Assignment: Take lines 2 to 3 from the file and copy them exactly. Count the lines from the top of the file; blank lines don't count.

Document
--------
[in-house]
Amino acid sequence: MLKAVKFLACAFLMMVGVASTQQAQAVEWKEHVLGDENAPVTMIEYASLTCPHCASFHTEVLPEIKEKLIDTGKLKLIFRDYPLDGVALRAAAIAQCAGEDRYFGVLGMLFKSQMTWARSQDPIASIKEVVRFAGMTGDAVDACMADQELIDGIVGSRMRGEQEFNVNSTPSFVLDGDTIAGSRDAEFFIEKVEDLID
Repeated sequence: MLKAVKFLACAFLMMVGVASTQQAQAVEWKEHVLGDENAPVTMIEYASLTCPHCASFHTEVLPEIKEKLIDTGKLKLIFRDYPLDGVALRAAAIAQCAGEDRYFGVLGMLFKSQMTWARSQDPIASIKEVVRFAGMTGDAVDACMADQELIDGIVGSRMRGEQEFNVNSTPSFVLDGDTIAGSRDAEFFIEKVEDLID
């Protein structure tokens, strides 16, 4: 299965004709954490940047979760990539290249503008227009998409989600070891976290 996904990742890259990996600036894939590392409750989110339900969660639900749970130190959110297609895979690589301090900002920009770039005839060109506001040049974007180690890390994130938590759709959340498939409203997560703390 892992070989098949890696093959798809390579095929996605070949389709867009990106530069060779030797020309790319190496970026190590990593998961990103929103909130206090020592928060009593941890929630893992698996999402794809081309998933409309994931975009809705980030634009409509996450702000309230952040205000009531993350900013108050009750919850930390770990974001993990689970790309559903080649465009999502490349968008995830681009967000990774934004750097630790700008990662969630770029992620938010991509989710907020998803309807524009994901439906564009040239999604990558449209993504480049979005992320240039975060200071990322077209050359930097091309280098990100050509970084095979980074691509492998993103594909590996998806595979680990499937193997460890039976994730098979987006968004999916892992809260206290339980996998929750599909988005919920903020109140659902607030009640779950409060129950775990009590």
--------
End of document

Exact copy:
Amino acid sequence: MLKAVKFLACAFLMMVGVASTQQAQAVEWKEHVLGDENAPVTMIEYASLTCPHCASFHTEVLPEIKEKLIDTGKLKLIFRDYPLDGVALRAAAIAQCAGEDRYFGVLGMLFKSQMTWARSQDPIASIKEVVRFAGMTGDAVDACMADQELIDGIVGSRMRGEQEFNVNSTPSFVLDGDTIAGSRDAEFFIEKVEDLID
Repeated sequence: MLKAVKFLACAFLMMVGVASTQQAQAVEWKEHVLGDENAPVTMIEYASLTCPHCASFHTEVLPEIKEKLIDTGKLKLIFRDYPLDGVALRAAAIAQCAGEDRYFGVLGMLFKSQMTWARSQDPIASIKEVVRFAGMTGDAVDACMADQELIDGIVGSRMRGEQEFNVNSTPSFVLDGDTIAGSRDAEFFIEKVEDLID